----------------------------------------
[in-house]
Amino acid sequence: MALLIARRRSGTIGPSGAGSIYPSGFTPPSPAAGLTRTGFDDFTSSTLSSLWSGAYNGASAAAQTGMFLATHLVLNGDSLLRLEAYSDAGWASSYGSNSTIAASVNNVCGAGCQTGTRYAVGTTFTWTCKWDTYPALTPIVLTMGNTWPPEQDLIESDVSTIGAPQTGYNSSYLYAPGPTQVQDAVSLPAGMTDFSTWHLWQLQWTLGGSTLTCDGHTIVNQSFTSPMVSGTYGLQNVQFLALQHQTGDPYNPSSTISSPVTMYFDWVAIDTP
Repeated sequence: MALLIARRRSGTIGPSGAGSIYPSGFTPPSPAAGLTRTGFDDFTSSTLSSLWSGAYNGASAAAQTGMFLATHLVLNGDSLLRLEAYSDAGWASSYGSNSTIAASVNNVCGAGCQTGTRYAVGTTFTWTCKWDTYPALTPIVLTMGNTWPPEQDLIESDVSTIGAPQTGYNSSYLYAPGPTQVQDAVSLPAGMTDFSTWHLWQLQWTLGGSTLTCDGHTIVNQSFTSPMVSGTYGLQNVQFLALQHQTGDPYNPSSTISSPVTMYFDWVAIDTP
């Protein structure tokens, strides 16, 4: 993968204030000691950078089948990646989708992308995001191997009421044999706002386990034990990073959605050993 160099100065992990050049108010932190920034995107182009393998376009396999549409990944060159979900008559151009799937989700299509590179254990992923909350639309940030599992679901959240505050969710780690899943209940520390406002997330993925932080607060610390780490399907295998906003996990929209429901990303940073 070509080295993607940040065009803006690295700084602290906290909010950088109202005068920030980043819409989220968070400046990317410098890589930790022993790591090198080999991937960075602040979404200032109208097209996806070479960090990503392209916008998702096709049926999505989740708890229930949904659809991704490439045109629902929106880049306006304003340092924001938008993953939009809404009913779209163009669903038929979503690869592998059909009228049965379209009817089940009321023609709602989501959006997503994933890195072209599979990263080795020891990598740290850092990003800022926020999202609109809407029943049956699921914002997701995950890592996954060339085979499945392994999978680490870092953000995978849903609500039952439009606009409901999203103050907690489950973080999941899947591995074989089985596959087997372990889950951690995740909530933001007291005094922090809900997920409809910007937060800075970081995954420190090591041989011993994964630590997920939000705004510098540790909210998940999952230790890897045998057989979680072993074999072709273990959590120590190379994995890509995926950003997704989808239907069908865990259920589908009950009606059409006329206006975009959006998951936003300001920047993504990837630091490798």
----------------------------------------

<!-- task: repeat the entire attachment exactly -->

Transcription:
[in-house]
Amino acid sequence: MALLIARRRSGTIGPSGAGSIYPSGFTPPSPAAGLTRTGFDDFTSSTLSSLWSGAYNGASAAAQTGMFLATHLVLNGDSLLRLEAYSDAGWASSYGSNSTIAASVNNVCGAGCQTGTRYAVGTTFTWTCKWDTYPALTPIVLTMGNTWPPEQDLIESDVSTIGAPQTGYNSSYLYAPGPTQVQDAVSLPAGMTDFSTWHLWQLQWTLGGSTLTCDGHTIVNQSFTSPMVSGTYGLQNVQFLALQHQTGDPYNPSSTISSPVTMYFDWVAIDTP
Repeated sequence: MALLIARRRSGTIGPSGAGSIYPSGFTPPSPAAGLTRTGFDDFTSSTLSSLWSGAYNGASAAAQTGMFLATHLVLNGDSLLRLEAYSDAGWASSYGSNSTIAASVNNVCGAGCQTGTRYAVGTTFTWTCKWDTYPALTPIVLTMGNTWPPEQDLIESDVSTIGAPQTGYNSSYLYAPGPTQVQDAVSLPAGMTDFSTWHLWQLQWTLGGSTLTCDGHTIVNQSFTSPMVSGTYGLQNVQFLALQHQTGDPYNPSSTISSPVTMYFDWVAIDTP
């Protein structure tokens, strides 16, 4: 993968204030000691950078089948990646989708992308995001191997009421044999706002386990034990990073959605050993 160099100065992990050049108010932190920034995107182009393998376009396999549409990944060159979900008559151009799937989700299509590179254990992923909350639309940030599992679901959240505050969710780690899943209940520390406002997330993925932080607060610390780490399907295998906003996990929209429901990303940073 070509080295993607940040065009803006690295700084602290906290909010950088109202005068920030980043819409989220968070400046990317410098890589930790022993790591090198080999991937960075602040979404200032109208097209996806070479960090990503392209916008998702096709049926999505989740708890229930949904659809991704490439045109629902929106880049306006304003340092924001938008993953939009809404009913779209163009669903038929979503690869592998059909009228049965379209009817089940009321023609709602989501959006997503994933890195072209599979990263080795020891990598740290850092990003800022926020999202609109809407029943049956699921914002997701995950890592996954060339085979499945392994999978680490870092953000995978849903609500039952439009606009409901999203103050907690489950973080999941899947591995074989089985596959087997372990889950951690995740909530933001007291005094922090809900997920409809910007937060800075970081995954420190090591041989011993994964630590997920939000705004510098540790909210998940999952230790890897045998057989979680072993074999072709273990959590120590190379994995890509995926950003997704989808239907069908865990259920589908009950009606059409006329206006975009959006998951936003300001920047993504990837630091490798």